Why Hollywood Types and Authors Like Wally Lamb Love Metabook

The roster of media mavens, moguls and boldface names spotted today at Michael's.

With the place festooned in all its holiday finery, the mood at Michael’s was, dare I say, downright festive. (Even the coming apocalypse can’t deter this crowd from their Wednesday lunches at 55th and Fifth.) There were plenty of handshakes and air-kisses being exchanged in the dining room today. I was thrilled to see ‘Mayor’ Joe Armstrong, who decamped some time ago for his home state of Texas, back at his usual perch (Table Three) and receiving hearty hellos from several pals including Discovery ID’s Henry Schleiff. Welcome back, Mr. Mayor, you have been missed!

I was joined today by Benjamin Alfonsi, the creator of Metabook, an exciting new multisensory digital publishing platform that he co-founded with publishing industry veteran Ken Siman, the company’s publisher and editor in chief, Christian Alfonsi, president and CEO, and strategic advisor Mark Andersen.

Diane Clehane and Benjamin Alfonsi

I first learned of Metabook last year when I was introduced to Ken by Judy Twersky (who knows everyone) when Metabook launched with their version of John Berendt’s worldwide bestseller, Midnight in the Garden of Good and EvilLast week marked the release of Metabook’s first original title, I’ll Take You There, the new novel by New York Times bestselling author and Oprah Winfrey favorite, Wally Lamb, so it was time for a catch-up.

“Ken knew Wally, who saw an early version of ‘Midnight,’ and he wanted to do something different for his next book.” Evidently, Wally is a “pop culture savant” with “an encloypedic knowledge of television, film and music.” “His CD collection numbers in the hundreds, maybe thousands,” Benjamin told me.

In I’ll Take You There, Wally taps into his well-known expertise in writing in a female voice (the book is dedicated to “Feminists everywhere of every era.”) to tell the story of one man’s life and the various women who shaped it against a backdrop of Hollywood. It features appearances by real-life (or in this case the ghosts of) legends, including silent film director Lois Weber and Ingrid Bergman. The protagonist, Felix, is a film scholar who runs a Monday night movie club in an old vaudeville theater. One evening he’s visited by the ghost of  Weber, who invites him to revisit and relive scenes from his past as they are projected onto the theater’s big screen.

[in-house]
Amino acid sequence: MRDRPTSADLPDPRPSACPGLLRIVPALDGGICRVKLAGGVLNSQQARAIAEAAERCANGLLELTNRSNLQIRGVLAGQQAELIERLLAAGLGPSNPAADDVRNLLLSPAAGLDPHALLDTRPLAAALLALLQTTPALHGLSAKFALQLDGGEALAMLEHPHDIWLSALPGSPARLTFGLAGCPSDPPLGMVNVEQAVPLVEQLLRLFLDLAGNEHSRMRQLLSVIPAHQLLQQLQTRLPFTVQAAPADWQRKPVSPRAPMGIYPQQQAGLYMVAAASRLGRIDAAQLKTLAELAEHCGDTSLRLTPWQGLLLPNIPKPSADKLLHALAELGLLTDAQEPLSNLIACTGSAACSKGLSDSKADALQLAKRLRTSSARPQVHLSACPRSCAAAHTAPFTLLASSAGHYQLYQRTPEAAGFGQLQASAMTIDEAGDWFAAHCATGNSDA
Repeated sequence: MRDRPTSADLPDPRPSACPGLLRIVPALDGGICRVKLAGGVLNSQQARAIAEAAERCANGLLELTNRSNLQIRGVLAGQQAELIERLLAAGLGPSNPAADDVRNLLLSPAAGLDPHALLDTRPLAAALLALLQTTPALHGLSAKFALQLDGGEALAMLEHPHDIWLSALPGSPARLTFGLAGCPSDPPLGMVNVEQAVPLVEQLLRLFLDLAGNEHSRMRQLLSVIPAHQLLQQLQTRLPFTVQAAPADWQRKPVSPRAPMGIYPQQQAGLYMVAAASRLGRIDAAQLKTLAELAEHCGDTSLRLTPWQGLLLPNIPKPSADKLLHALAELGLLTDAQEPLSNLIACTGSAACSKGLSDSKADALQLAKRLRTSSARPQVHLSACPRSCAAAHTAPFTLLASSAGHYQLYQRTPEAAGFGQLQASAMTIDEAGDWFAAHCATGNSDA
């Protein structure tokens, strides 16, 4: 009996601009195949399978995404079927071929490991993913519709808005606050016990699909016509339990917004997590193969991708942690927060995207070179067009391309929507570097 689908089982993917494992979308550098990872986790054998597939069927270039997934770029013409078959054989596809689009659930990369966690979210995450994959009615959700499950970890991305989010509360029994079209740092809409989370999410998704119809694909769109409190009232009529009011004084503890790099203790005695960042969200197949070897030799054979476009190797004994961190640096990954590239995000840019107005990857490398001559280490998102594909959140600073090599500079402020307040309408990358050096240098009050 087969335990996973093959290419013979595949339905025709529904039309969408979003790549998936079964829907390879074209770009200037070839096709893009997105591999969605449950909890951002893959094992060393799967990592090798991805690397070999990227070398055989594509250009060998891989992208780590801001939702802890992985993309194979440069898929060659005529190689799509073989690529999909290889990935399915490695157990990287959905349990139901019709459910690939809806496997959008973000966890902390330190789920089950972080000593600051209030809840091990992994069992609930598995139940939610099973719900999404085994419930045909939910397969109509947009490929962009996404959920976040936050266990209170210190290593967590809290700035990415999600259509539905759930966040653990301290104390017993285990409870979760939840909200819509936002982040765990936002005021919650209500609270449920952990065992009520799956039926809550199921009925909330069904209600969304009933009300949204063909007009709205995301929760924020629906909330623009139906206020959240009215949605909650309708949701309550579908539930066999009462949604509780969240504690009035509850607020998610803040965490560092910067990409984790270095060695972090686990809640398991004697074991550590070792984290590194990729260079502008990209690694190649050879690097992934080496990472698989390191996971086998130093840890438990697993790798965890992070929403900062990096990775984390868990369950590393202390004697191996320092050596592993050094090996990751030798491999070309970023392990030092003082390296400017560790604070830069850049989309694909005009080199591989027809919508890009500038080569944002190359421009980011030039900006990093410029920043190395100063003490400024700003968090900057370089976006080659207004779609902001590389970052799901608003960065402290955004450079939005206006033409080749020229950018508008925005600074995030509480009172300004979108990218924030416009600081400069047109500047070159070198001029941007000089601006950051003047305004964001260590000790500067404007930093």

As a screenwriter who has done his time in “development purgatory,” Benjamin likened the title to a Fellini film. “I relate everything to Italian cinema and it’s like the American version of 8 1/2.”

The combination of colorful characters and the opportunity to work in a new medium were intriguing enough to get some big names to sign on to the project. Kathleen Turner, as Weber, headlines the cast in the audiobook, which also includes Laura Benanti (whose brilliant impersonation of Melania Trump on Stephen Colbert’s late night talk show is sure to keep her busy for the foreseeable future), Dana Delany and Jeremy SistoElizabeth Banks stars in and is the executive producer of  Yours Sincerely, Lois Weber, one of two short films included in the Metabook. The film’s director is Academy Award nominee Svetlana Cvetko.

“We were really excited about the talent we were able to attract for this,” said Benjamin, as we tucked into our beet salads. “Hollywood seems very game to do more with us.”

Before our main courses arrived, Benjamin pulled out his iPad for a tour of the Metabook of I’ll Take You There. (Hey, it is Michael’s after all.) Besides the dramatization of the audiobook and the accompanying digital novel, there are a slew of extras in addition to the two short documentary films, including lots of behind the scenes extras with the actors, a virtual tour of an art galley filled with pop culture- and politics-themed art curated by Wally and Benjamin and modeled on The Whitney, and an eight-song soundtrack featuring Janis Ian’s acoustic version of her Grammy-winning classic At Seventeen. Other songs include I’ll Take You There, performed by Britain’s Croydon SDA Gospel Choir and Change by Hélène Muddiman.